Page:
SOE News

MetaMetrics establishes fellowship at UNC School of Education

Photo of Malbert Smith III

Malbert Smith III

MetaMetrics®, an independent educational measurement and research organization in Durham, N.C., has made a $100,000 gift to the School of Education at the University of North Carolina at Chapel Hill to establish a fellowship in the doctoral program in Educational Psychology, Measurement and Evaluation (EPME).

Beginning next fall and continuing for five years, a MetaMetrics Fellow will be named annually. Each Fellow will receive $20,000 to cover tuition, provide a stipend and fund travel expenses for the Fellow’s participation in a research conference related to measurement and research methods. The Fellow will work as a research assistant for an EPME faculty member.

Professor Gregory Cizek, coordinator of the EPME program, says that the fellowships will be a tremendous asset to the program. “The gift from MetaMetrics will give us a terrific advantage in recruiting top graduate students,” he said. “In the past, we’ve lost some very qualified and deserving students simply because we were not able to provide this kind of support.”

Cizek also highlighted how the fellowships fit with the School of Education’s mission to prepare educational leaders. “Now, more than ever, we need to train assessment specialists who can help schools in North Carolina and around the country to obtain dependable and accurate test data, and we need to prepare future scholars who will be able to tackle challenging educational problems with advanced research methods. The MetaMetrics fellowships will provide our students with the opportunities they need to fill these roles.”

Dr. Malbert Smith III, president and co-founder of MetaMetrics and a graduate of the EPME program, knows first-hand about the need for assessment specialists as well as the need for student support.

“Today, perhaps more than any other time in history, the role and importance of student assessment are being recognized,” said Smith. “An increased federal emphasis on ensuring that all students graduate from high school, are college- and career-ready, and are competitive with their international peers requires sound assessment and accountability systems. The MetaMetrics fellowship reflects the fact that we need to recruit and train talented, dedicated individuals into the professional assessment community.”

Since earning his Ph.D. in 1980, Smith has maintained a connection with the School of Education and the EPME program while building a highly successful company. He has hired EPME students and graduates to work at MetaMetrics. He has returned to campus to give guest lectures on various topics, including the conceptual and statistical foundations that underlie the cutting-edge psychometric work of his company, which has developed The Lexile Framework® for Reading, The Quantile Framework® for Mathematics and the Lexile Framework for Writing. The Lexile Framework for Reading has become the most widely adopted reading measurement tool, used in all 50 states and abroad.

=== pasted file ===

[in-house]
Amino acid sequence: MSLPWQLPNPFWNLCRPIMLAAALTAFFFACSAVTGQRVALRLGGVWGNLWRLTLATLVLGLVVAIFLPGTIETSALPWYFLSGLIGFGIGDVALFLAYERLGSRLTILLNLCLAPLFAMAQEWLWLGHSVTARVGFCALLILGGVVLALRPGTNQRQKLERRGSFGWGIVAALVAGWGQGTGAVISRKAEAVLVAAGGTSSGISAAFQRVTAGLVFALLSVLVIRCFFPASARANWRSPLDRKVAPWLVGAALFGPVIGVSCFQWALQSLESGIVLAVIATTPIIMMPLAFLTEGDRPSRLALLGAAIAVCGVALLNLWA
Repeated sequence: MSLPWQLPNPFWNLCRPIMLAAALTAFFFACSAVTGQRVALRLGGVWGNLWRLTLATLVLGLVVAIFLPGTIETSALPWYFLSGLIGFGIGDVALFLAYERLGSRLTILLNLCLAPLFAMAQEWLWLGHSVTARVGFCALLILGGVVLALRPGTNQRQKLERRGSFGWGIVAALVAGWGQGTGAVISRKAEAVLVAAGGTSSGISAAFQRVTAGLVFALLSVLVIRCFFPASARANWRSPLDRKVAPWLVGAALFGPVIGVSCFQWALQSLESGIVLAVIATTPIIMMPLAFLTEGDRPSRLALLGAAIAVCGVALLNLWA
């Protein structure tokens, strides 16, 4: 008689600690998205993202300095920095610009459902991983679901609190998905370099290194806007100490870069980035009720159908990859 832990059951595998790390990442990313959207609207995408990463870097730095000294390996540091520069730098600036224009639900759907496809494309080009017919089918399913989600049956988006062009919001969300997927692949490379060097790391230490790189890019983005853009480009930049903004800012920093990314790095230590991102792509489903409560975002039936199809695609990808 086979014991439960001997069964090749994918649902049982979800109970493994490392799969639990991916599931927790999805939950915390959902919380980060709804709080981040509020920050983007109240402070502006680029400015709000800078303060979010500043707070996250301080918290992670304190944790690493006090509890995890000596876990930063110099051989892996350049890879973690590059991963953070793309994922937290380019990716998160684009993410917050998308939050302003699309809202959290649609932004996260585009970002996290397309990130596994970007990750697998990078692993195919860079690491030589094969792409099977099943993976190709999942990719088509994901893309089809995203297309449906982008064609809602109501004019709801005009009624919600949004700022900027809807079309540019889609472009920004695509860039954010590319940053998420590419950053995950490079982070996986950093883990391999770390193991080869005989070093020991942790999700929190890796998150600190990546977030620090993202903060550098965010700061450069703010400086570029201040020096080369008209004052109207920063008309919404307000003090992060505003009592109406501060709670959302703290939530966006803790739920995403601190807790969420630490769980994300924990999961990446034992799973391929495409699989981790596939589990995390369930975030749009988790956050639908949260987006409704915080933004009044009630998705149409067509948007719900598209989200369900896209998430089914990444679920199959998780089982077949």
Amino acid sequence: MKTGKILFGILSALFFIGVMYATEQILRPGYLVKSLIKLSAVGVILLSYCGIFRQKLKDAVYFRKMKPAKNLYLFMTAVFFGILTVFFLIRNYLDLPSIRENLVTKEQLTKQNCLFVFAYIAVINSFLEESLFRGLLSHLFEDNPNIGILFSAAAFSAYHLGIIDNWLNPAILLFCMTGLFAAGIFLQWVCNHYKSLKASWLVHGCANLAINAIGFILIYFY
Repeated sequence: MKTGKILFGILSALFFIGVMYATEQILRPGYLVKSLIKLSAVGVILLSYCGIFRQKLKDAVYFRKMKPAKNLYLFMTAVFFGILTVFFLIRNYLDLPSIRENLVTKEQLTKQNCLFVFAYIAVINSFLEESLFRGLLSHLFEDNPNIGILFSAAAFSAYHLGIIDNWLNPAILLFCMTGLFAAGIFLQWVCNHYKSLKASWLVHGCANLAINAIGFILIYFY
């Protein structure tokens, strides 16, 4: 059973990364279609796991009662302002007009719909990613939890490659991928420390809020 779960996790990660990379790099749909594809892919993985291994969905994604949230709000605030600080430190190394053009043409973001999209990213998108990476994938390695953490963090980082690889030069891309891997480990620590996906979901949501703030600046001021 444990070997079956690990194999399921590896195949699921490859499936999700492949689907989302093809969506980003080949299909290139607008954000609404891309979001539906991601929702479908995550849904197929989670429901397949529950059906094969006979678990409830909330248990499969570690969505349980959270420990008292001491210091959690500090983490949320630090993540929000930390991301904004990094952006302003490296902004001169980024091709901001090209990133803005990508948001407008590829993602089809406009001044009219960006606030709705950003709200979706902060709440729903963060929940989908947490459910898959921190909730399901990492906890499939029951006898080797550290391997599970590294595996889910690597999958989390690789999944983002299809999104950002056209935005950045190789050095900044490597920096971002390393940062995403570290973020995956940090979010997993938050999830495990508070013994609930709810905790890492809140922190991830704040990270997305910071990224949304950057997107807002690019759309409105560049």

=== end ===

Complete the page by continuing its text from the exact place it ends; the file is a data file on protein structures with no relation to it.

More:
Professor Emeritus Dick Coop is not surprised by MetaMetrics’ success. “In my 36 years of teaching in the Educational Psychology program at the School of Education, Malbert Smith is one of the best students I had the good fortune to teach and mentor,” said Coop. “Mal is the unique person who has the ability to understand the abstract conceptual theories and also to make very specific applications of the theory. The development of MetaMetrics is just one example of this merger of theory and practice.”

Coop also appreciates the continuing contributions that Malbert Smith has made to the School of Education, including the newly established fellowship. “Mal has volunteered his time in numerous ways to the School of Education from teaching classes to serving on boards and to contributing financial support. The School of Education will be enriched greatly by this gift from Mal and MetaMetrics.”  

EPME graduates are already making their mark on the field of assessment, measurement and evaluation. In addition to participating in research and development projects at MetaMetrics, EPME graduates have been awarded prestigious internships at the Educational Testing Service in Princeton, N.J., American Institutes for Research in Washington, D.C., and Pearson Educational Measurement in Austin, Texas. EPME graduates are employed in faculty positions, as well as in research and testing organizations, state and district education agencies, and in federal agencies working on projects such as the National Assessment for Educational Progress.

Thanks to the MetaMetrics fellowship, the School of Education is now in an even stronger position to attract top students who want to make an impact on the assessment field. “We are most grateful that MetaMetrics has decided to support our doctoral students,” said Wendy Gratz Borman, assistant dean for external relations. “This gift typifies the deep commitment Malbert has made in providing ongoing opportunities for our students. This commitment strengthens our School's financial base. Offering fellowships is a critical way to attract and retain our nation's most promising students to the School of Education.”

Borman added, “It is our hope that other alumni and friends with the capacity will join Malbert Smith by supporting our graduate students in similar ways. Securing financial support for our graduate students is one of our School's top priorities.”

If you would like to explore establishing a scholarship fund at the School of Education, please contact Wendy Gratz Borman, assistant dean for external relations, at wendy_borman@unc.edu or (919) 843-4536.